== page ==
If the panels cannot be detected automatically for some reason (for example, if the calibration plate is not supported and is different from MicaSense panels) and the “Calibration images” folder is not created automatically, then create the camera group in the Workspace manually and name it “Calibration images”, then move the calibration cameras to this group and disable them. To create a new folder in the Workspace pane select the images that contain the calibration panel, right-click on selection and choose “Move Cameras” → “New Camera Group” option, then right-click on the newly created folder and name it “Calibration images” (without the quotes). Also in case of manual approach, it is necessary to apply masks to the calibration images manually. To do that for every calibration image (every camera in the “Calibration images” folder of the active chunk) it is necessary to create the mask – mask out everything that is not related to the calibration plate:
So that only the part of the plate is unmasked and everything else is masked out.
It is necessary to apply masks for each calibration image and for each band! To switch between bands use “Set Primary Channel” in the context menu after right-clicking on the chunk's label in the Workspace pane.
After the masking procedure is finished, proceed to step 3 of this instruction and input the reflectance values for each band for the calibration panel, then proceed to the calibration procedure.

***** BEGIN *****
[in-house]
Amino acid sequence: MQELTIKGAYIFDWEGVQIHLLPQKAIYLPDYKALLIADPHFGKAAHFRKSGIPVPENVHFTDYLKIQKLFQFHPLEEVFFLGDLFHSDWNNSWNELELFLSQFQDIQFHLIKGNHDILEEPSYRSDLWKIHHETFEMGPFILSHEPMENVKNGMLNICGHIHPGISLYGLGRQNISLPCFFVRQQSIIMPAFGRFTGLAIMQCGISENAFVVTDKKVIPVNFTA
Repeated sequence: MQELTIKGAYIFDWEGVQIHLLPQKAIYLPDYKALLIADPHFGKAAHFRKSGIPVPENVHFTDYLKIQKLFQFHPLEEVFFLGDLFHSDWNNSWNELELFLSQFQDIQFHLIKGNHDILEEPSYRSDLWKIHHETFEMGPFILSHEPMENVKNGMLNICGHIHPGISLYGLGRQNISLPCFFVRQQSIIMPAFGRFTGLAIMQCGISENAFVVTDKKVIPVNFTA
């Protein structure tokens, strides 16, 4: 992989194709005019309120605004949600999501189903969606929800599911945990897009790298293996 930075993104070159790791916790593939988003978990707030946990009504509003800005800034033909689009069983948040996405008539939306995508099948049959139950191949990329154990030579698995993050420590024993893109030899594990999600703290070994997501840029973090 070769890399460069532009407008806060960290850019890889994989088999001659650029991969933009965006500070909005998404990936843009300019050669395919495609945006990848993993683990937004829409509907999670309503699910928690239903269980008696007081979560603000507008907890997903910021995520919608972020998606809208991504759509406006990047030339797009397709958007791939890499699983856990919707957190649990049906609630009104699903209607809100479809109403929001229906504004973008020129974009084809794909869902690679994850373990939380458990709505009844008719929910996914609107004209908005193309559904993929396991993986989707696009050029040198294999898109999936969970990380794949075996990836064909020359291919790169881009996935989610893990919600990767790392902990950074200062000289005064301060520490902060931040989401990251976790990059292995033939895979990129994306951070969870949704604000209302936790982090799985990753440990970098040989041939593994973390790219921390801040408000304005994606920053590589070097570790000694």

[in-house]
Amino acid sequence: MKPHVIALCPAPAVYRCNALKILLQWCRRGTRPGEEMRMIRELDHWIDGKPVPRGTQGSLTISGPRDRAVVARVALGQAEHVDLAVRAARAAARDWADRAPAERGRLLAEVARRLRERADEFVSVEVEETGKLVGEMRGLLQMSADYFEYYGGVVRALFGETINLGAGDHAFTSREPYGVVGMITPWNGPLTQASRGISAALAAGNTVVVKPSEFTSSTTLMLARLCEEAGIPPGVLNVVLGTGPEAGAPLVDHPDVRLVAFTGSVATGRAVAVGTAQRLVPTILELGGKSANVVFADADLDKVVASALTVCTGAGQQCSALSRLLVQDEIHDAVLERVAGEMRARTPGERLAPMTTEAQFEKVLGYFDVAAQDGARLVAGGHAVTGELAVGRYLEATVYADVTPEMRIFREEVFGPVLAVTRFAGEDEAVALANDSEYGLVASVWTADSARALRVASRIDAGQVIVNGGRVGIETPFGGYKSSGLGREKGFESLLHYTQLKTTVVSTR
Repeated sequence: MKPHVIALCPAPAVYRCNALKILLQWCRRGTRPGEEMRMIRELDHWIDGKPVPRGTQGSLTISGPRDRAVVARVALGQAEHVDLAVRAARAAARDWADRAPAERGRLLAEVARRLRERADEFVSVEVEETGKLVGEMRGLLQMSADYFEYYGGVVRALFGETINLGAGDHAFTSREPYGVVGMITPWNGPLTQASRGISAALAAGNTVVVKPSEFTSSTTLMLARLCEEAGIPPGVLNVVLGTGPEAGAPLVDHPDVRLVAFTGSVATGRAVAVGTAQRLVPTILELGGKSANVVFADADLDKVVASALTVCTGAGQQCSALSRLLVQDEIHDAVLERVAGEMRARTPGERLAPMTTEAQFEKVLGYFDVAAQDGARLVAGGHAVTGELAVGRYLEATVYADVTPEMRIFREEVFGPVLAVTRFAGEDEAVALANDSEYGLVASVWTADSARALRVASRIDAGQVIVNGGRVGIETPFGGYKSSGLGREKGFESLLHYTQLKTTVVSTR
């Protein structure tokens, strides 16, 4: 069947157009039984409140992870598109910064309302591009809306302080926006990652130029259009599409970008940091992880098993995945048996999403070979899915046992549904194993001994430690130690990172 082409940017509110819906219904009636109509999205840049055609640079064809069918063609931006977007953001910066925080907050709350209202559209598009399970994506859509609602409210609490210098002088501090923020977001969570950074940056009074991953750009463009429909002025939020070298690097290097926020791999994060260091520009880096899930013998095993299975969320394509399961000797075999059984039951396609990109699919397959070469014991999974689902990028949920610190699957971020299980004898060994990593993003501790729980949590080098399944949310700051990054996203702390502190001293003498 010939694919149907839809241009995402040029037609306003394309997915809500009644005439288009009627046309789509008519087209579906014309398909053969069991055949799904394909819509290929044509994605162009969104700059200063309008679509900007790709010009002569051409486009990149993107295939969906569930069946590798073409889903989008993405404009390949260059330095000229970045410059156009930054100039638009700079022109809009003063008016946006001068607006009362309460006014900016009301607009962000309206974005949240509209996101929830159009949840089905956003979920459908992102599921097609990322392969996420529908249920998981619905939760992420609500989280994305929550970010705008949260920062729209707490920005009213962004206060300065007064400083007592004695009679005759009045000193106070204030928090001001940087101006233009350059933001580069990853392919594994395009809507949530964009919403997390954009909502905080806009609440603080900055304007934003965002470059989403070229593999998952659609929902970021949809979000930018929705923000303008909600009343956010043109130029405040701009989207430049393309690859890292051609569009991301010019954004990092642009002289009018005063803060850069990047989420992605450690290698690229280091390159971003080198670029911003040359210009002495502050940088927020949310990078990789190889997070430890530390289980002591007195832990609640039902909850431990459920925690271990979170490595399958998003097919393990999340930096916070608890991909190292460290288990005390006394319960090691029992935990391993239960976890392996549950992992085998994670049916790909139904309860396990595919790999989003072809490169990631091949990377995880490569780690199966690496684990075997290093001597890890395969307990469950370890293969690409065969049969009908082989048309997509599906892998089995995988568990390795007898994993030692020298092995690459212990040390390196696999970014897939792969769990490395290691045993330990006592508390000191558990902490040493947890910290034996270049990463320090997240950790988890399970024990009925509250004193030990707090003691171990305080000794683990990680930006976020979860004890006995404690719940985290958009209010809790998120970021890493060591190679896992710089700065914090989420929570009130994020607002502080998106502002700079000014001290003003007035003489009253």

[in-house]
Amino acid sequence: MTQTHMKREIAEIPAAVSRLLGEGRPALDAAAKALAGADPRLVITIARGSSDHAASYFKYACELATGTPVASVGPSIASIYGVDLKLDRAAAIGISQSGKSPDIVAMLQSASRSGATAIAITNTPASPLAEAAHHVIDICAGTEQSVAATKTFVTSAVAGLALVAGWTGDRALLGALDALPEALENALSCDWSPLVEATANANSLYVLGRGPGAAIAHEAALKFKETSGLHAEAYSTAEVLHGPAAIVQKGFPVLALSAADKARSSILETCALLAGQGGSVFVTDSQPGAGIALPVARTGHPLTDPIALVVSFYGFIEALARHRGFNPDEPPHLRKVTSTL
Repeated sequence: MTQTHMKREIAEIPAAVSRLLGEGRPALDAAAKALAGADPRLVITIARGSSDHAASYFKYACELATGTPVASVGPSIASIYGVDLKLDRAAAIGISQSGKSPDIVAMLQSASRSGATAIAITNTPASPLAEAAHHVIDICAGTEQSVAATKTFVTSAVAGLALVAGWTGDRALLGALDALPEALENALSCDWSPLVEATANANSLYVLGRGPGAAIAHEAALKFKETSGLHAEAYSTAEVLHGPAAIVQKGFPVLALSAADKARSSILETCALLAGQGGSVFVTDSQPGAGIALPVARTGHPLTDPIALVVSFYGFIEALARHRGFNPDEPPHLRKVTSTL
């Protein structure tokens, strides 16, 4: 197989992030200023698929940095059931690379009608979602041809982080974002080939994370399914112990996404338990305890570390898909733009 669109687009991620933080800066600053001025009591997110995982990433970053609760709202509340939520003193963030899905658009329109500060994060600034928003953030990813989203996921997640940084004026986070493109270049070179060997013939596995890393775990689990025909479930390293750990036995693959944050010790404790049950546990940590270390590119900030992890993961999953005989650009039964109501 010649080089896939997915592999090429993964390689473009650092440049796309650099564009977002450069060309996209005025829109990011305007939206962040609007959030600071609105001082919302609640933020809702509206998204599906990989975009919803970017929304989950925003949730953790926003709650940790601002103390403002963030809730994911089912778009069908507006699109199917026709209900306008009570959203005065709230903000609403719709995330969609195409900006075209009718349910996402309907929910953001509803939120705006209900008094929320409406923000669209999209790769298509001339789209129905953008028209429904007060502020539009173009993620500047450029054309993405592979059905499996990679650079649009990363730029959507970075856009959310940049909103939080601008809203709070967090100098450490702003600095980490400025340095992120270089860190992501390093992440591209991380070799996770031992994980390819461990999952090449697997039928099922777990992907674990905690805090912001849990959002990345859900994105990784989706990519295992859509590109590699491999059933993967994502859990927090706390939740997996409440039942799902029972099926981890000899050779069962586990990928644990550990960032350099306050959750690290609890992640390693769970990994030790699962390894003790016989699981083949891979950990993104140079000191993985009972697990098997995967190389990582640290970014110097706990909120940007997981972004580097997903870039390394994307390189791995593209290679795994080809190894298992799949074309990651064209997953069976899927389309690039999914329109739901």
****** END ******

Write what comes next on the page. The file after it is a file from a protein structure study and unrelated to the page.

Appendix B. Reflectance panel database.
Metashape stores the information about the used reflectance panels. Thus, when calibration images of the same panel are detected, Metashape will automatically suggest the reflectance values from internal database. The database of the reflectance panels may be edited via “Select Reflectance Panel” dialog accessible by clicking on “Select panel” button in the “Calibrate Reflectance” dialog.
In the “Select Reflectance Panel” dialog it is possible to
- load reflectance information from a CSV file;
- save current table (wavelength / reflectance factor);
- edit the name of a panel in the database (the name is used in “Calibrate Reflectance” dialog);
- remove the panel information from the database.
Appendix C. Controlling reflectance calculation.
Reflectance calculation can be enabled/disabled separately for each sensor in the Camera Calibration dialog.
If the reflectance calibration results should be taken into account during the orthomosaic generation process, open the Camera Calibration dialog and ensure that “Normalize band sensitivity” option is checked on:
If “Normalize band sensitivity” option is unchecked, the resulting orthomosaic will contain default color values without any update thanks to calibration with the reflectance panel or image meta information (including information from sun sensor).
Thermal "LWIR" band is not involved in the reflectance calibration process, so keep "Normalize Band Sensitivity" option unchecked for it.
Appendix D. Vignetting
Vignetting is modeled in Metashape using a 3-degree bivariate polynomial:
V(x, y) = exp(sumii cij * x * y ),
where x and y represent normalized pixel coordinates, so that top left corner of the image has coordinates (-1, -1), and the bottom right corner has coordinates (1, 1).
To compensate for vignetting in the image each pixel value is divided by the corresponding vignetting factor.
I'ij = Iij / exp(sumij cij * x* y ),
x = 2 * (i + 0.5) / w - 1
y = 2 * (j + 0.5) / h - 1
i, j - integer column and row pixel coordinates
w, h – image width and height in pixels
x, y - normalized pixel coordinates
Iij - pixel intensity in the original image with vignetting
I'ij - pixel intensity in the corrected image without vignetting